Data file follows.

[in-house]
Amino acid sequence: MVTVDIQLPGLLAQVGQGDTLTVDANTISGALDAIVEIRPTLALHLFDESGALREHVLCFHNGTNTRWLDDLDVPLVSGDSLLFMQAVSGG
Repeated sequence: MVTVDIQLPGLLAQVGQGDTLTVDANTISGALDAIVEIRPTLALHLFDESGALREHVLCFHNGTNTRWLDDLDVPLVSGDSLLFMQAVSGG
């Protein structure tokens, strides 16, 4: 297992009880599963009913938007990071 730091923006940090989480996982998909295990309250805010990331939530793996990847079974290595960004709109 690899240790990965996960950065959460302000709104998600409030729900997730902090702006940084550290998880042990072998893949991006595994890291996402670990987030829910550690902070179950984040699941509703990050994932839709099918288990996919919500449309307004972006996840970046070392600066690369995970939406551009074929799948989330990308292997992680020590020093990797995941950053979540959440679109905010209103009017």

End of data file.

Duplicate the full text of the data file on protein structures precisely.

[in-house]
Amino acid sequence: MVTVDIQLPGLLAQVGQGDTLTVDANTISGALDAIVEIRPTLALHLFDESGALREHVLCFHNGTNTRWLDDLDVPLVSGDSLLFMQAVSGG
Repeated sequence: MVTVDIQLPGLLAQVGQGDTLTVDANTISGALDAIVEIRPTLALHLFDESGALREHVLCFHNGTNTRWLDDLDVPLVSGDSLLFMQAVSGG
């Protein structure tokens, strides 16, 4: 297992009880599963009913938007990071 730091923006940090989480996982998909295990309250805010990331939530793996990847079974290595960004709109 690899240790990965996960950065959460302000709104998600409030729900997730902090702006940084550290998880042990072998893949991006595994890291996402670990987030829910550690902070179950984040699941509703990050994932839709099918288990996919919500449309307004972006996840970046070392600066690369995970939406551009074929799948989330990308292997992680020590020093990797995941950053979540959440679109905010209103009017």